News Cast for March 1st:
Schools seek mentors for at-risk students
Okeechobee County school officials have begun pushing a new mentor program called Buddy.
It stands for Building Up Diverse and Dynamic Youth.
Heather Dobbs recently explained the program to Okeechobee City Council.
She said they plan to start with fifth graders, “Fifth grade is the beginning stage to hopefully catch them before they get into middle school. That is where life sort of turns upside down for a lot of people. Hopefully the mentors can have a relationship with the students before they enter this tumultuous time of life.”
She noted a number of factors will be considered when choosing which students need a mentor. These include grades, attendance and behavior at school.
Research shows students with mentors do better in school, attend class more regularly and have a better chance of going onto college.
Dobbs said they’ve been able to attract a lot of mentors so far but could always use more.
“You can make a huge impact. We have to start on a relational level in order to make system wide impact. One person can make a big impact on a child’s life for sure.”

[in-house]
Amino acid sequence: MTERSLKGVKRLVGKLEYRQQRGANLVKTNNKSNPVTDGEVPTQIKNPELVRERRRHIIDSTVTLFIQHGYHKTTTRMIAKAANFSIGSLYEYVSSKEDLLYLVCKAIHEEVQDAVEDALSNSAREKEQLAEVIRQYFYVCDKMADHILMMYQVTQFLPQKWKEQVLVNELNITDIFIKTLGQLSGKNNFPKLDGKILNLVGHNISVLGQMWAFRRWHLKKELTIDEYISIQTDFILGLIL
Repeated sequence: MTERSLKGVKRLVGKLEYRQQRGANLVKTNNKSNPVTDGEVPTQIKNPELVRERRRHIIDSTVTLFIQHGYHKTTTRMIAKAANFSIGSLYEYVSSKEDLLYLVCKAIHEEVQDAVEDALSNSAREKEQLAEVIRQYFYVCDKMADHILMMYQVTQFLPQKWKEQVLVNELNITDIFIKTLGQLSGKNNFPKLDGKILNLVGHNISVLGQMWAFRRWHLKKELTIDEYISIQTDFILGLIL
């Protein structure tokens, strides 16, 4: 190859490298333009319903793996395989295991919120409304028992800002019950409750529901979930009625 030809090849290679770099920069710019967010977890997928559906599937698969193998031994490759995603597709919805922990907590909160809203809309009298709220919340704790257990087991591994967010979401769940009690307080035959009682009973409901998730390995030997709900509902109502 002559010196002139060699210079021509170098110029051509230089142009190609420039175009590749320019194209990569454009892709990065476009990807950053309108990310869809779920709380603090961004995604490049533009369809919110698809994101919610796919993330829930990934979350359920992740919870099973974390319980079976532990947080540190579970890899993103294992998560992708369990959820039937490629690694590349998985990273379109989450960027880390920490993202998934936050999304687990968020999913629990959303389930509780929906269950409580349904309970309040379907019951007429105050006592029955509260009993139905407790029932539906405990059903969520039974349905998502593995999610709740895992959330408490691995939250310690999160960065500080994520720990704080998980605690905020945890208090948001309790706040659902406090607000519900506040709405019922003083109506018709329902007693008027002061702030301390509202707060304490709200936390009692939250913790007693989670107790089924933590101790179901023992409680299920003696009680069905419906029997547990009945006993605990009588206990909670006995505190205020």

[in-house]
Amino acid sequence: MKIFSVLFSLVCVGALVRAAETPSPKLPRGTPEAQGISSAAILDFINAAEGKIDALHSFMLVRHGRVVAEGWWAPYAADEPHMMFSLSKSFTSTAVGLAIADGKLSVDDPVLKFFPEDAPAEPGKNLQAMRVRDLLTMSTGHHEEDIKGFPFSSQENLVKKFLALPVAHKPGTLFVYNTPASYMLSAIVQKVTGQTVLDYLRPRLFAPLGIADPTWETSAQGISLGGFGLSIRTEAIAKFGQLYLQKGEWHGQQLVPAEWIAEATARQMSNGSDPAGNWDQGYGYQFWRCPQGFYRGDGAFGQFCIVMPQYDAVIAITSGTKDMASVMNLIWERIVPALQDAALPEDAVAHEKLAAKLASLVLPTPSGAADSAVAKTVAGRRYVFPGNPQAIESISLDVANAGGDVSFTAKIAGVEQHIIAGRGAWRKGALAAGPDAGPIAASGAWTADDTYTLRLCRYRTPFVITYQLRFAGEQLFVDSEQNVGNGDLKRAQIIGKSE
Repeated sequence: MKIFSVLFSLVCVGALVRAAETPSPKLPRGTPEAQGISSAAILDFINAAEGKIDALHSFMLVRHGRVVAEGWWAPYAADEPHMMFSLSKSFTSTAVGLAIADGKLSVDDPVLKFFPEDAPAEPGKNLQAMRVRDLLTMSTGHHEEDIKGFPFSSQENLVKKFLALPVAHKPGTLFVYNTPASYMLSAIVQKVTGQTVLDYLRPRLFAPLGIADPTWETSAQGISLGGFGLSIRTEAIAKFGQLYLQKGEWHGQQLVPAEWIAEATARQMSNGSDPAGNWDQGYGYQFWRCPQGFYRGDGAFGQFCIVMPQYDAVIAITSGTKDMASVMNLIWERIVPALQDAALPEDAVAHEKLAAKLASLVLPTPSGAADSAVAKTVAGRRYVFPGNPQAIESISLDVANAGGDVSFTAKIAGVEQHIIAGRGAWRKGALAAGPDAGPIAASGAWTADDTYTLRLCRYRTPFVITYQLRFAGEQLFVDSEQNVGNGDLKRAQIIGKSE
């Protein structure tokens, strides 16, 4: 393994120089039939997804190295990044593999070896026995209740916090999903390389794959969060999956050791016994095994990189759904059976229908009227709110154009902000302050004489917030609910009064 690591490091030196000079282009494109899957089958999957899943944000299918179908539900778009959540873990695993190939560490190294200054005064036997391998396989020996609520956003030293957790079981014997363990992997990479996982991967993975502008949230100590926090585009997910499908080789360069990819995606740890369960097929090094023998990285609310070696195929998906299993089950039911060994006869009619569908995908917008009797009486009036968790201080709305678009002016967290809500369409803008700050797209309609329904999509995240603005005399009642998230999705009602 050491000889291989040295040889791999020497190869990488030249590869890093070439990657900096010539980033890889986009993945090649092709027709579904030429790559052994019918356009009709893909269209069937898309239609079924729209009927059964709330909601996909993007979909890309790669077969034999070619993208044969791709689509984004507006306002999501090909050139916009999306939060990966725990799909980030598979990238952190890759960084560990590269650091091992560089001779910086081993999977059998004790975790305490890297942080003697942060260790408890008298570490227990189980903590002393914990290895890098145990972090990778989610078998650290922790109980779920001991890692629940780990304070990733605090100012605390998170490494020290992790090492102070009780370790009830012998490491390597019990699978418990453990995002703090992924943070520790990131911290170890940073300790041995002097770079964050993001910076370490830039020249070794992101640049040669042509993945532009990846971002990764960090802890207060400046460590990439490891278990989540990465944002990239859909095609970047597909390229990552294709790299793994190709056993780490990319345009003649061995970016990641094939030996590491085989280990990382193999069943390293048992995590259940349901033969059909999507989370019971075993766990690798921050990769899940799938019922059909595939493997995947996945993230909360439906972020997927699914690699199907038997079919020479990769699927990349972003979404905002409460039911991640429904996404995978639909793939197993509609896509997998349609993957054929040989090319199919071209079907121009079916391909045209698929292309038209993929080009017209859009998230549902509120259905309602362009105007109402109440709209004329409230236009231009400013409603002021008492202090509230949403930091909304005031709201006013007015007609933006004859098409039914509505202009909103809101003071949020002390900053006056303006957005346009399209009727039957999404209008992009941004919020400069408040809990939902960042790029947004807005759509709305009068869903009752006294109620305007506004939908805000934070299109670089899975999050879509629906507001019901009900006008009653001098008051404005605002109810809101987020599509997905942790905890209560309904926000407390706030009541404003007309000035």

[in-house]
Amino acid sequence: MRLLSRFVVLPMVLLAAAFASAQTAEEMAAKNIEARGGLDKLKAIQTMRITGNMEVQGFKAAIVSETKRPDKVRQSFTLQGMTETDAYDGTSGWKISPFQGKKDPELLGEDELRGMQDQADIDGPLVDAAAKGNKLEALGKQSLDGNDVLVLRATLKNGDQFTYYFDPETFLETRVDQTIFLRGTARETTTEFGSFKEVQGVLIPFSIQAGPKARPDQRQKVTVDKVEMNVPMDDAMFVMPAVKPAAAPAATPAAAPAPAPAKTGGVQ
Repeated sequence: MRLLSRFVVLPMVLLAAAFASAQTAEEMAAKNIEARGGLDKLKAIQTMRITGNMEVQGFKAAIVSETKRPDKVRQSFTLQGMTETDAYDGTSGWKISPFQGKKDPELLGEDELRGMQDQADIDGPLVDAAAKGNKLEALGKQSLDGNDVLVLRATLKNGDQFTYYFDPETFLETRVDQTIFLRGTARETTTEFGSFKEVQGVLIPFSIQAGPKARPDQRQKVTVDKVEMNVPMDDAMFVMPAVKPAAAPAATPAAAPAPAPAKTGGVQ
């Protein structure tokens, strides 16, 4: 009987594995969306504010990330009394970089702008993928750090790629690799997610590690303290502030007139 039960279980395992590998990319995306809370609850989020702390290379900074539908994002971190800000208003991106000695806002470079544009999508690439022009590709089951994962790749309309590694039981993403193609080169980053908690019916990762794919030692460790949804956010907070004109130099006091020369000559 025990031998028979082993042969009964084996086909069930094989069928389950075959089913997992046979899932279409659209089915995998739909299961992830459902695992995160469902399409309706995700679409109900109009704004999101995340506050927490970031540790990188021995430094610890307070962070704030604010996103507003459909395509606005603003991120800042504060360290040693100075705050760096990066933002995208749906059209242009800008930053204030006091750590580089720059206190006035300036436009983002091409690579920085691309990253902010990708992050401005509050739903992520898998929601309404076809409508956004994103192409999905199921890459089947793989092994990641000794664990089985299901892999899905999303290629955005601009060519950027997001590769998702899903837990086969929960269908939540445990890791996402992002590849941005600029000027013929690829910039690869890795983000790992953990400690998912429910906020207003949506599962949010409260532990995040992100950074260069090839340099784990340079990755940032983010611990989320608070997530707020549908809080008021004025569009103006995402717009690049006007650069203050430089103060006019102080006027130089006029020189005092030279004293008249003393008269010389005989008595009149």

Those interested can contact the school board offices for more information at 462-5000.
Tribe eyes climate change impacts
The Seminole Tribe of Florida has hired their first ever climate resiliency officer.
Jill Horwitz plans to focus on things like energy independence and protection of cultural resources.
She’s worked for 15 years as an environmental advocate.
She notes the tribe hosts a yearly renewable energy and sustainability conference.
Horwitz said the number one issue will be water, “We are going to have more droughts and a longer dry season. That will be very hard on farmers, ranchers, and growers.”
Horwitz said the Brighton Reservation will also have warmer weather. “We will have double the number of days above 95 degrees, or about 100 days per year by 2050.”
She said climate change could cause major disruption to the tribe activities.
She listed an increase in ground water, coastal erosion and shifts in habitat as other impacts from climate change.
Horwitz graduated from the University of Florida with a degree in environmental science.
She also earned a master’s degree in urban and regional planning at Florida Atlantic University.